The global manufacturing sector is entering a dynamic phase that will bring about a range of new market opportunities in emerging economies by 2025 and result in the emergence of a new global consumption class.
Driven by steady growth in the middle class, the development of a new consumption class will drive demand for value-added manufacturing and will require a greater need for product variation in the manufacturing sector, especially innovation in materials and processes in high-technology industries.
“Although the manufacturing sector is still battling in the current economic climate, there is room for strategic advances in the sector, if we, as policymakers and investors, exploit the opportunities that exist in our sectors,” City of Ekurhuleni finance and economic development MMC Nkosindiphile Xhakaza said on Tuesday.
Speaking at the yearly Manufacturing Indaba, in Kempton Park, he said the focus and strategy of Ekurhuleni, Gauteng’s manufacturing hub, was, in part, informed by an appreciation of global trends, along with the performance of the local manufacturing sector.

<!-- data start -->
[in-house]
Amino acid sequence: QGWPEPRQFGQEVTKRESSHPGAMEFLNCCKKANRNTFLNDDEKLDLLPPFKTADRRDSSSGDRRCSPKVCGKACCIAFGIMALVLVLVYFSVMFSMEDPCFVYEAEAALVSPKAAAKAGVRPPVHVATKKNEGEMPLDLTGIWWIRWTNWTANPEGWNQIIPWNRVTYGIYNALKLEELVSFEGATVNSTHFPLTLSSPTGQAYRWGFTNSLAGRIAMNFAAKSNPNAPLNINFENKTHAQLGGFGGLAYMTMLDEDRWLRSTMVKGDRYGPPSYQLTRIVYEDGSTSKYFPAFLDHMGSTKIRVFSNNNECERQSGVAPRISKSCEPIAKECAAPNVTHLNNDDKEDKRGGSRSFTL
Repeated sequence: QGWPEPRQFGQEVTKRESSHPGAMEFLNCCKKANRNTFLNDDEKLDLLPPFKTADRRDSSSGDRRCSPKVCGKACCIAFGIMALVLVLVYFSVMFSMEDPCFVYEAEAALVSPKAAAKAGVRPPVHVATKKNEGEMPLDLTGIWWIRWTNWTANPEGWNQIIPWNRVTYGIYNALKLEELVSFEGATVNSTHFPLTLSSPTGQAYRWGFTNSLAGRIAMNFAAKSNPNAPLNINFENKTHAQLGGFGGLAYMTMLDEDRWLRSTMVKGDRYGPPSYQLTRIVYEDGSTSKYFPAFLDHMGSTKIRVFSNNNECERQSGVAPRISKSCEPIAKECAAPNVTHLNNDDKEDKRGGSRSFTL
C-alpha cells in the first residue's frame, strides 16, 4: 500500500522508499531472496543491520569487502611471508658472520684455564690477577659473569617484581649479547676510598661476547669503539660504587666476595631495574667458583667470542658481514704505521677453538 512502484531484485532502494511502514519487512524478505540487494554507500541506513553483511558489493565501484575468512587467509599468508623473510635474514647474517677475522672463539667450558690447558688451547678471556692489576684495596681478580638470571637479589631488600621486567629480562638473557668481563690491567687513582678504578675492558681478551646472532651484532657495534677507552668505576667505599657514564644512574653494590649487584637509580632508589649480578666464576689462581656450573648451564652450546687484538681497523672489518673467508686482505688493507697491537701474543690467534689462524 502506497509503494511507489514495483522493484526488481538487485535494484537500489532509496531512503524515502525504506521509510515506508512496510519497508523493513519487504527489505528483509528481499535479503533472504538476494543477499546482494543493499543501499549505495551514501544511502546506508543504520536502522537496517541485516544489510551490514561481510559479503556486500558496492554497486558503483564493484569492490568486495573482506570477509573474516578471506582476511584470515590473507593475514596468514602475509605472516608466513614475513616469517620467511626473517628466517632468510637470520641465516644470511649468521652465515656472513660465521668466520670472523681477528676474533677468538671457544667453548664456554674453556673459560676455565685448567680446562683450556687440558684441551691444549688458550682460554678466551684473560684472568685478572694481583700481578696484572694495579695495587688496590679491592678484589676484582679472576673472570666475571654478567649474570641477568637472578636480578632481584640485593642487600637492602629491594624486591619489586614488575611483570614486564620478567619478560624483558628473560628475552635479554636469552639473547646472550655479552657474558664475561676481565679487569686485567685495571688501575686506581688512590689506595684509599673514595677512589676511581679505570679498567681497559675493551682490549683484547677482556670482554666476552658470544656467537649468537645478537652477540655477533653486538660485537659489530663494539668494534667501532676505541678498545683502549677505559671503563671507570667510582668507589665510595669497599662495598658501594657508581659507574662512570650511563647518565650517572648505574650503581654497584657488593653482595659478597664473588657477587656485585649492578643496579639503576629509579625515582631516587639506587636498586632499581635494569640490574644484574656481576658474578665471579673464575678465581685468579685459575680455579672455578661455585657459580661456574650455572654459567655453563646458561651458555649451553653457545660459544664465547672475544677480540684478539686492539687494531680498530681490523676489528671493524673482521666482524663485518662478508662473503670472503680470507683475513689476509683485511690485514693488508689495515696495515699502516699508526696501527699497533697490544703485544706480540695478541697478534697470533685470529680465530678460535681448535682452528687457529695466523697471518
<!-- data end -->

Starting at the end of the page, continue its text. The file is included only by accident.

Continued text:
With global opportunities still to be exploited, the city remains focused on strengthening its manufacturing sector and making strategic investments in economic infrastructure, despite the stalled state the local industry finds itself in.
South Africa entered its first technical recession since 2009 in the second quarter of this year, with the manufacturing sector maintaining an alarming downward trend.
The contraction in manufacturing had significant knock-on effects, with many industries needing to import equipment and failing to exploit local potential, Xhakaza said.
The export market has been experiencing a sharp decline since 2008 – when exports had reached a value of some R40-billion after increasing from R10-billion in 2003 – as global uncertainty led to a fall in demand that had been difficult to recover from.
The “troubling” decline in export orders had limited or pushed back production, leading to a contraction in jobs.
Xhakaza pointed out that although overall growth had started to pick up, employment creation remained low, as business confidence, and subsequent investment levels, remained low.
“Because we are failing to manufacture locally, we are failing to exploit potential,” he said, adding, however, that by working together, the tide could be turned, placing the overall economy on a better trajectory in the third quarter.
“This sector remains an important area around which we focus our regional growth prospects. Our investment in capital projects is geared towards this end, but we strongly need private sector investment,” he concluded, calling on business leaders to join the efforts made to grow the South African economy.